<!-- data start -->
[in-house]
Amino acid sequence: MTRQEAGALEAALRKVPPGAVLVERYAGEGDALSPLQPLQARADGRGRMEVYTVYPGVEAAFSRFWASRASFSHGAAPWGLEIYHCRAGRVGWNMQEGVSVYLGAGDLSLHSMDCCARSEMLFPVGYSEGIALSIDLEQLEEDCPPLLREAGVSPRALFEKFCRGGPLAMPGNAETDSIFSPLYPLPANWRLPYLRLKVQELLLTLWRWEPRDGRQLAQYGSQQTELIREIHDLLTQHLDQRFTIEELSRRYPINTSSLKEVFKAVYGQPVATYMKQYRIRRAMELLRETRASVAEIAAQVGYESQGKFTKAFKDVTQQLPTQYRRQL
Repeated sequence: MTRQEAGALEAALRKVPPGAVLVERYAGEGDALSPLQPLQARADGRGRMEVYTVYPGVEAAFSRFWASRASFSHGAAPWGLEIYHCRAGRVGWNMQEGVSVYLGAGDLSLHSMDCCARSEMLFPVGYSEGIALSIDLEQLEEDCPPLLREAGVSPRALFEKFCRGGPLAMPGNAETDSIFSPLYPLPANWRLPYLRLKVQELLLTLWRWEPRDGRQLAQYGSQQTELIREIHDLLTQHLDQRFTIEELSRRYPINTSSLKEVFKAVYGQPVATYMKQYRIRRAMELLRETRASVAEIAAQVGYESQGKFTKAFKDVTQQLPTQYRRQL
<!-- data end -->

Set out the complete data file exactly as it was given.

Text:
[in-house]
Amino acid sequence: MTRQEAGALEAALRKVPPGAVLVERYAGEGDALSPLQPLQARADGRGRMEVYTVYPGVEAAFSRFWASRASFSHGAAPWGLEIYHCRAGRVGWNMQEGVSVYLGAGDLSLHSMDCCARSEMLFPVGYSEGIALSIDLEQLEEDCPPLLREAGVSPRALFEKFCRGGPLAMPGNAETDSIFSPLYPLPANWRLPYLRLKVQELLLTLWRWEPRDGRQLAQYGSQQTELIREIHDLLTQHLDQRFTIEELSRRYPINTSSLKEVFKAVYGQPVATYMKQYRIRRAMELLRETRASVAEIAAQVGYESQGKFTKAFKDVTQQLPTQYRRQL
Repeated sequence: MTRQEAGALEAALRKVPPGAVLVERYAGEGDALSPLQPLQARADGRGRMEVYTVYPGVEAAFSRFWASRASFSHGAAPWGLEIYHCRAGRVGWNMQEGVSVYLGAGDLSLHSMDCCARSEMLFPVGYSEGIALSIDLEQLEEDCPPLLREAGVSPRALFEKFCRGGPLAMPGNAETDSIFSPLYPLPANWRLPYLRLKVQELLLTLWRWEPRDGRQLAQYGSQQTELIREIHDLLTQHLDQRFTIEELSRRYPINTSSLKEVFKAVYGQPVATYMKQYRIRRAMELLRETRASVAEIAAQVGYESQGKFTKAFKDVTQQLPTQYRRQL